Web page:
The conflict addressed in ["Rowing Pains," June 29] is not a difficult issue to resolve. It's all about managing the only competing resource at stake here, which is time on the lake.
When this issue began to formally circulate among property owners by email two years ago, several people, myself included, suggested developing a workable calendar for all parties. If the calendar that was worked out at that time had been adhered to, this article would not have been necessary. Despite the overtones from neighbors quoted in the story, the non-Craftsbury Outdoor Center property owners do realize the viability and importance of the COC, within reasonable limits.
It's time to cut out the noise, sit down over lunch for an hour and work out a schedule of alternating usage that is agreeable to all (the COC has made a significant step forward by not having group sessions on July 4 and Labor Day weekends), then actively communicate these times during the summer months. That way, this prized resource everyone enjoys will be properly utilized, and further conflict can be avoided.
As a property owner and longtime user of Great Hosmer Pond ["Rowing Pains," June 29], I can attest firsthand to the disruption these boats cause to fishermen and boaters. I have been boating and fishing on Hosmer for some 25 years. Over the Fourth of July, when no sculls were to be out, I was fishing on the northern end and had a scull come within 12 to 18 inches of hitting my $55,000 fishing boat.
I know we all need to get along here, but what ultimately is at play is the commercial use of a state-owned and -maintained body of water. It would be no different than if I decided to open a bass fishing camp to teach people how to bass fish with large bass fishing boats plugging the lake. There is little legal precedent in such commercial-use cases, and the state is going to have to make a decision on this, as the conflict is not going to end on its own.
[Re "Rowing Pains," June 29]: I have been a Craftsbury resident for 30-plus years. My family and I have lived here all those years because my husband is employed at the Craftsbury Outdoor Center and cross-country skiing is our passion. The outdoor center has meant full- and part-time jobs for my husband, teenage children and many others who live in the Craftsbury area, something that must be factored in by those who want to restrict the center's operations. These are real jobs in a part of the state where employment options are limited.
My husband and I do not row but have paddled flat-water racing canoes on Hosmer since we first arrived in 1982. Never ever have sculls interfered with our canoeing, and the same can be said for kayaking. Motorboats, depending on their speed and proximity, require that we shift course and take on wake in a direction to help avoid capsizing. This is true on all bodies of water but is especially acute on Hosmer, given its narrowness.
The article fails to mention that speeds above five miles per hour within 200 feet of shore are forbidden for safety reasons on all Vermont waters, regardless of grandfathered rules. Activities involving speeds above 5 miles per hour, such as waterskiing and tubing, can only occur in a very small portion of Hosmer — unless they are undertaken illegally.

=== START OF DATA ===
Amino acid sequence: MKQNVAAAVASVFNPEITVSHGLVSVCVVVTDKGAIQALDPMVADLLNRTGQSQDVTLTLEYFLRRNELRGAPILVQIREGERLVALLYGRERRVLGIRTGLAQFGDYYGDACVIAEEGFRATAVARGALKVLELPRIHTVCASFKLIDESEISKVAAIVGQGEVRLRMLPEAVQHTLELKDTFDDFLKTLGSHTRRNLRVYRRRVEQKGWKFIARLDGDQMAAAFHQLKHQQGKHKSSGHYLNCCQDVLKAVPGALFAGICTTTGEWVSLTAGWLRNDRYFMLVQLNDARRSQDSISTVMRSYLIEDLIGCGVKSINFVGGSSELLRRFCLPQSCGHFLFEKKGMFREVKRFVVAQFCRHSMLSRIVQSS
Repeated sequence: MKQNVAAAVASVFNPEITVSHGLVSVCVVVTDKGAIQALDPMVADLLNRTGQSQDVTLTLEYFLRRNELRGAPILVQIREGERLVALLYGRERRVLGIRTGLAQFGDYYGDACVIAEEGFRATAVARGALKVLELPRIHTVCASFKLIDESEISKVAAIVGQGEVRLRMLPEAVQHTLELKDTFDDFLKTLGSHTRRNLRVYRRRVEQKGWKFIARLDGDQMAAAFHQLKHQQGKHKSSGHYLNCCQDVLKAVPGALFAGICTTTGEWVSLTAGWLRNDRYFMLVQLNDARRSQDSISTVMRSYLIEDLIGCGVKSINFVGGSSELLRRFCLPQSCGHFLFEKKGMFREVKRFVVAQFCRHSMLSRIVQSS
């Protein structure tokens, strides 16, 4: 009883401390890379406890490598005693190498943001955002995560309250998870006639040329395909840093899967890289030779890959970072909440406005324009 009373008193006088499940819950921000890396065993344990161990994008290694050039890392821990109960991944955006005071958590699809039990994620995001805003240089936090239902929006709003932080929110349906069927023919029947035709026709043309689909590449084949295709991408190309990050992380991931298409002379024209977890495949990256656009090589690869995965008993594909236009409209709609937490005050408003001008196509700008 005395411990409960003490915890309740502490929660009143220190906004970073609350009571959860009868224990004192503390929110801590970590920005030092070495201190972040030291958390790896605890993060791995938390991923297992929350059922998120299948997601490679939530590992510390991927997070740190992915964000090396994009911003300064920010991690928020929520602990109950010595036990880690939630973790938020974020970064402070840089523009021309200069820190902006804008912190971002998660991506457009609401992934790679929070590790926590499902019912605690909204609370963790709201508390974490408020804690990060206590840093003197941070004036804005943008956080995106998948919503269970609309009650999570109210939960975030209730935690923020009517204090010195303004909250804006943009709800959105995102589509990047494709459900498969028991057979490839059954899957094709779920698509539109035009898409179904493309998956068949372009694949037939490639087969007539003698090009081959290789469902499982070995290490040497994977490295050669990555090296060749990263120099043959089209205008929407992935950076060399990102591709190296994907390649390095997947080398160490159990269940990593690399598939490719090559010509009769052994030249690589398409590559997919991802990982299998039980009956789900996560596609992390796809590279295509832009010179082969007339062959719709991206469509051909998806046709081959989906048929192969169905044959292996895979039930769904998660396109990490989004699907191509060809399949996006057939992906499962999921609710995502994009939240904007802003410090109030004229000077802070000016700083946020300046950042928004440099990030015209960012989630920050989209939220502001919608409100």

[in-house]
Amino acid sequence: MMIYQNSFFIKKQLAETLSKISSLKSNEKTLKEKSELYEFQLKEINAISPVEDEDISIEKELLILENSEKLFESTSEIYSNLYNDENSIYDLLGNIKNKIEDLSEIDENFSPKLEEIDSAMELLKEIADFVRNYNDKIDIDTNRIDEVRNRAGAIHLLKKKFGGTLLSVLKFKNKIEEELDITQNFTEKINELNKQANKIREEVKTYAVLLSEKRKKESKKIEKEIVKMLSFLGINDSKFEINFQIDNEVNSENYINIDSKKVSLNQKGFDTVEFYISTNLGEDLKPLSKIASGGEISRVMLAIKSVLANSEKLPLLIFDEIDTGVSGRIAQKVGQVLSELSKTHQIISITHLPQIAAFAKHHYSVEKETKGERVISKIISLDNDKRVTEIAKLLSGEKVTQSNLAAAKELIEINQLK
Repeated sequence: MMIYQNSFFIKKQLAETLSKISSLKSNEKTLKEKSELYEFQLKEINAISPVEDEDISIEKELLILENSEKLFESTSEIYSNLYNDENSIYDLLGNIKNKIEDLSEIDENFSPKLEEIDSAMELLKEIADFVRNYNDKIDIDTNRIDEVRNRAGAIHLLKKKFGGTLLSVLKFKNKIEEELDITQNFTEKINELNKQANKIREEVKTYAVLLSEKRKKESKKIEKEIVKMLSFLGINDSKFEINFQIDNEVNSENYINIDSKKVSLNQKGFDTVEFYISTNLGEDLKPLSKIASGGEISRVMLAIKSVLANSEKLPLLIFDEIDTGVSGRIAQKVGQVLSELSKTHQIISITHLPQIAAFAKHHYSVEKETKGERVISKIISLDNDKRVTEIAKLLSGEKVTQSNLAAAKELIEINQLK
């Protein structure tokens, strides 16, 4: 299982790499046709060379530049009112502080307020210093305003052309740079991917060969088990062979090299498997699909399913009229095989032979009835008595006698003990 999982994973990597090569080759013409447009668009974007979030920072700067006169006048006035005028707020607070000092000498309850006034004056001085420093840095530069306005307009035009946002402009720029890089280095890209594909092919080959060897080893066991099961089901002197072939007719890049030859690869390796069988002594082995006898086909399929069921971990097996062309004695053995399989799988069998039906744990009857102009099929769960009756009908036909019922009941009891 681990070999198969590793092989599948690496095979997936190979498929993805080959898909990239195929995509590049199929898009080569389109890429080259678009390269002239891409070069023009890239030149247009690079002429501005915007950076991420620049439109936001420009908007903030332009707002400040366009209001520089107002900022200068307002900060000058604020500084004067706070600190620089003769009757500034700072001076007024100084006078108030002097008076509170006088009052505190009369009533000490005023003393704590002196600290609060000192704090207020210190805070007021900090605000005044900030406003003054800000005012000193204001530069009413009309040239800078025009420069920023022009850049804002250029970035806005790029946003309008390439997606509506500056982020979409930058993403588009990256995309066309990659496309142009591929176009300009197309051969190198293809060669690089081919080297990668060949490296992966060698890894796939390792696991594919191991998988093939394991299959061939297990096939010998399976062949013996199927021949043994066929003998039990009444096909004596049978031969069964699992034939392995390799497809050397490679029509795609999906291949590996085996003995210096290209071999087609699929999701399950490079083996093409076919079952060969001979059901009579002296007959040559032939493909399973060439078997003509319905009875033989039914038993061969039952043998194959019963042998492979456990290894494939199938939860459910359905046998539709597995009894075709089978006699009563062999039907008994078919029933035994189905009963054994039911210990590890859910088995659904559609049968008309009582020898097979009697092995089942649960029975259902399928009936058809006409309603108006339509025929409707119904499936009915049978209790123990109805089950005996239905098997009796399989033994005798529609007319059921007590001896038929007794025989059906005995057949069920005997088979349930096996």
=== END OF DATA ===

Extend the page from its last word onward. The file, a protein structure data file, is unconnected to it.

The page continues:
[Re Off Message: "Vermont's F-35 Opponents Get Their Day in Court," July 5]: It would be a welcome change if Vermont led the way for other states to let go of military jobs that exist solely for the purpose of electing congressmen. The happy fact is, we don't need these planes, the military doesn't want or need these planes, and every branch of the military is forced to accept and store megatons of useless equipment that keeps being built because it creates jobs in politically expedient districts.
Everyone talks about poor people taking government assistance, but that amount pales in comparison to the taxpayer money being wasted to build unnecessary military equipment. Because the military has no use for it, there are thousands of acres of fenced-in areas throughout the West where this equipment sits until it becomes obsolete. This is a much bigger issue than basing these particularly pointless and useless F-35s. Vermont doesn't need these military jobs, and we, along with other states, can learn to substitute other types of jobs that actually have a positive purpose.
I realize this is an unpopular opinion, but that will not deter me from working toward and hoping someday for a more enlightened society.
In Paul Heintz's June 29 Fair Game column ["Truant Story"], he reports that the Vermont Right to Life Committee endorsed gubernatorial candidate Phil Scott and Randy Brock, a candidate for lieutenant governor.
I'm interning with Planned Parenthood, and it's important to me that we know how candidates stand on women's health issues, both on the national and local level. Even states like progressive Vermont are at risk of unnecessary abortion regulation. Will Scott and Brock take away access to abortion care for women in Vermont? Will they support Trump's proposals to strip access to abortion care?
Last week, the Supreme Court ruled on Whole Woman's Health v. Hellerstedt. The court struck down House Bill 2, a Texas law that restricted women's access to safe and legal abortions. It recognized that these laws don't protect patients; actually, these restrictions make it harder to access safe and legal abortions. Restrictions often have a disproportionate impact on poorer communities and people of color.
That decision was a tremendous victory, but women still face obstacles. Reproductive health centers are threatened with restrictive laws in states as close as New Hampshire, which just voted to restore funding of Planned Parenthood on June 29. There is a real risk of this happening in Vermont.
I encourage all of my fellow Vermonters to find out where candidates stand on women's health issues. This election is critical, and access to women's health has to be a priority.